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Six-year limit for renewing permits in certain firms
Private companies now categorised into four
KOCHI: The recent shift in Saudi Arabia's labour policy, aimed at boosting ‘Saudisation' of the labour force in a country where expatriates make up nearly a third of the population, is feared to drive out a large number of Keralites in the near future.
NoRKS (non-resident Keralites) in the vast oil-rich country are worried that the new ‘Nitaqat' (ranges) programme, which categorises all private companies into four depending on the level of their compliance with the requirement of employing Saudis, will ease many of them out.
Employees are busy finding out the Nitaqat status of their companies by checking the Saudi Ministry of Labour's website, several Saudi Malayalis told The Hindu.
The Ministry has put the companies into four categories: excellent, green, yellow, and red. The classification is based on the percentage of local employees on these companies' payrolls.
“The employees in the red and yellow category companies could be in trouble,” Abu Thayyil of Karuvarakundu in Malappuram district, who works in a Jeddah company, said. Effective from September 10, yellow companies cannot apply for new visas for recruiting foreign workers. They will get only one foreign worker visa when two of their foreign workers leave. The yellow companies will not be able to transfer visas and change the professions of their foreign staff.
However, they can get the work permits (iqama) of their staff renewed as long as they have not completed six years in Saudi Arabia. It is this six-year clause that has upset Malayali workers. Red category companies cannot effect their foreign employees' change of profession, transfer of visas, and issuance of new visas. However, they will be allowed to renew the work permits of their workers until September 10.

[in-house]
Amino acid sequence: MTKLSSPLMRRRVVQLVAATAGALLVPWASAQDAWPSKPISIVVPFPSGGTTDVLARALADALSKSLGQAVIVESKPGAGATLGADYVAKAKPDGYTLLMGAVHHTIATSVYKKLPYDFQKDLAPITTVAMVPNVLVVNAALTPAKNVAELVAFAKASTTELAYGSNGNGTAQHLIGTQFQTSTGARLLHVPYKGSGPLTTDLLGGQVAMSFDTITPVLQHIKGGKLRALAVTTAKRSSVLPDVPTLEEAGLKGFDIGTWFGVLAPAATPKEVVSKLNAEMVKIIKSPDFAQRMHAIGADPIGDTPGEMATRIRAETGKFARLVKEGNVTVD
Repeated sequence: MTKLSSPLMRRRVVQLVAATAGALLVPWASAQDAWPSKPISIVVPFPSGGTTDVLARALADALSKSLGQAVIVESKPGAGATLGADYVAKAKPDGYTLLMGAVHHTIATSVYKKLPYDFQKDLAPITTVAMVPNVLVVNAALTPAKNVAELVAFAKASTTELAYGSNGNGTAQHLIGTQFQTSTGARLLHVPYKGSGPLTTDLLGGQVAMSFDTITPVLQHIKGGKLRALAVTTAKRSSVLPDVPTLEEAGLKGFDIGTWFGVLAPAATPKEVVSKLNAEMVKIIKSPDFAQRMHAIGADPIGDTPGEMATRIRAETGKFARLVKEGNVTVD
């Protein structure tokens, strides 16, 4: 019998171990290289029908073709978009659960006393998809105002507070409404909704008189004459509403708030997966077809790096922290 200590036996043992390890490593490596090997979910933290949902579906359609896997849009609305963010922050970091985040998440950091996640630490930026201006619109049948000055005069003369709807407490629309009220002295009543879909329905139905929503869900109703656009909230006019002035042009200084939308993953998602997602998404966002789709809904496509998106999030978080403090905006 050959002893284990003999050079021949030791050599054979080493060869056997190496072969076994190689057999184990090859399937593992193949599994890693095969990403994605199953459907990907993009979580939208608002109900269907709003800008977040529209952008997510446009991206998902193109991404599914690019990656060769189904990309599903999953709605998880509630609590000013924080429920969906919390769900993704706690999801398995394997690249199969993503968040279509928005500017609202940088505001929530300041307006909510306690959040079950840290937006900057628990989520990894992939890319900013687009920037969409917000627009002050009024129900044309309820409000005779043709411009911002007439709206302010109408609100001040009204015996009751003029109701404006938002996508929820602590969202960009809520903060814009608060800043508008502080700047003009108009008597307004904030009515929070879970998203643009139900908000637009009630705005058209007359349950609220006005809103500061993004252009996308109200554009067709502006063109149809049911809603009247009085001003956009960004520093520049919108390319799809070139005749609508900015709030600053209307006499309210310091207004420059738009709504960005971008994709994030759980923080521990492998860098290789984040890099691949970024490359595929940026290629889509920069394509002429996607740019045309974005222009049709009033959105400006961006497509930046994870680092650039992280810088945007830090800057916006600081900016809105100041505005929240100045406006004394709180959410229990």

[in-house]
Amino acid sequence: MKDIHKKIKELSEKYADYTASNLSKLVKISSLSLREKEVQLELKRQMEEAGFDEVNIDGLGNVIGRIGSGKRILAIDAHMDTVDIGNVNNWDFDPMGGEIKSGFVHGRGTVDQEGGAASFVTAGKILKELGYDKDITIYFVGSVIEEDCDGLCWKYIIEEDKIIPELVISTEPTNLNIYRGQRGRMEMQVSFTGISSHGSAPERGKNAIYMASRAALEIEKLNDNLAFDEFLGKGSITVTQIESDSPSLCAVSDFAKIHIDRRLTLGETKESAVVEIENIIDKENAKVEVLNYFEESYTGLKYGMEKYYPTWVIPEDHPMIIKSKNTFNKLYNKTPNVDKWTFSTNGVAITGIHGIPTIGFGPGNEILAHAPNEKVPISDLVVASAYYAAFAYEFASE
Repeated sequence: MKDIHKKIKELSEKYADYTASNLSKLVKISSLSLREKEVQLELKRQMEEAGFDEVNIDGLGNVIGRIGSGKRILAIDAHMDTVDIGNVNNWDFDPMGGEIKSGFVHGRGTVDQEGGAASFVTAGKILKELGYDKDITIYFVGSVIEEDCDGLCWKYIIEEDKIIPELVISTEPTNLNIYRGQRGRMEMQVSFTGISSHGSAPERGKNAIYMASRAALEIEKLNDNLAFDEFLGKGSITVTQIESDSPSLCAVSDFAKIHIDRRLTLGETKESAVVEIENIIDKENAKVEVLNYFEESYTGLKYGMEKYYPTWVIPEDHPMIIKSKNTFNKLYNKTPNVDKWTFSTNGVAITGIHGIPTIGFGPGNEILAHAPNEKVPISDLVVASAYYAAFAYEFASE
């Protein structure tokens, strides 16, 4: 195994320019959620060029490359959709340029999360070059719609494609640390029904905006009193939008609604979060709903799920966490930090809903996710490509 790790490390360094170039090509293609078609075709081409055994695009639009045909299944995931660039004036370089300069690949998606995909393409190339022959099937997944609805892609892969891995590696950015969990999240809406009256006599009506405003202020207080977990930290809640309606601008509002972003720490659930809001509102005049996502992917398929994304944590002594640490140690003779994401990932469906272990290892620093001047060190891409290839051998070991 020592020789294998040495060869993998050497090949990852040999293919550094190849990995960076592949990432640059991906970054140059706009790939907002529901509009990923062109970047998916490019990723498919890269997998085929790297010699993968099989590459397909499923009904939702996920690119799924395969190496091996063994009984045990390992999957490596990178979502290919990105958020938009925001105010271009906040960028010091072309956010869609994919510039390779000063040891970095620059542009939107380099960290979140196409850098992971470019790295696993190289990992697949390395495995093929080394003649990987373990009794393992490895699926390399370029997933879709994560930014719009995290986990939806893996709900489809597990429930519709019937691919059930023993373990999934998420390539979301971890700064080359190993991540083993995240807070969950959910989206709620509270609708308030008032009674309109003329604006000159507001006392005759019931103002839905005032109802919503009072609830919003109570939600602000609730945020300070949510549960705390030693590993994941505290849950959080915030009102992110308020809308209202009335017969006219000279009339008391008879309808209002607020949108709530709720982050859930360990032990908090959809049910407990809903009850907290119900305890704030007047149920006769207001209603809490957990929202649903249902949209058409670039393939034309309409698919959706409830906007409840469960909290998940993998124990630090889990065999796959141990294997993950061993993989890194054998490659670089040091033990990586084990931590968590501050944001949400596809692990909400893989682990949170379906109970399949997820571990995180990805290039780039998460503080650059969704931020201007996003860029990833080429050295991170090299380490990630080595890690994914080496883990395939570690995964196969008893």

The Ministry of Labour has sought to allay the fears of foreign workers saying the Nitaqat was not aimed at driving them out of the kingdom. “The Nitaqat is not designed nor intended to threaten the stability of guest workers in the kingdom,” the Arab News newspaper quoted the Ministry as saying in a statement.
To placate youth
The Saudi government had, as part of its Saudisation initiative, set a quota for the Saudis in each sector of the economy. For instance, at least 10 per cent of the jobs in the construction sector should go to the Saudis, while in the banking sector the quota is 70 per cent.
Since employing foreign workers is cheaper and hassle-free, many companies have failed to comply with the quota requirement. The huge majority of the labour force in the private sector in the kingdom is foreign. In the labour-intensive construction sector, for instance, the foreign presence is more than 90 per cent.
This has caused high unemployment rate, which at present stands at 10.5 per cent, in the kingdom. Unemployed, educated youths resent this and recently nearly 200 educated youths staged a protest march outside the Labour Ministry — a rare event in Saudi Arabia.
Worried by the frustration of the youth, especially in the context of the Arab uprising spearheaded by educated youth in Egypt, Tunisia, Yemen, and Bahrain, the Saudi government initiated a number of programmes that give economic benefits to the youth. Scores of billions of dollars have been pumped into these programmes. The Niqamat is part of this initiative and it compels companies to hire Saudis.
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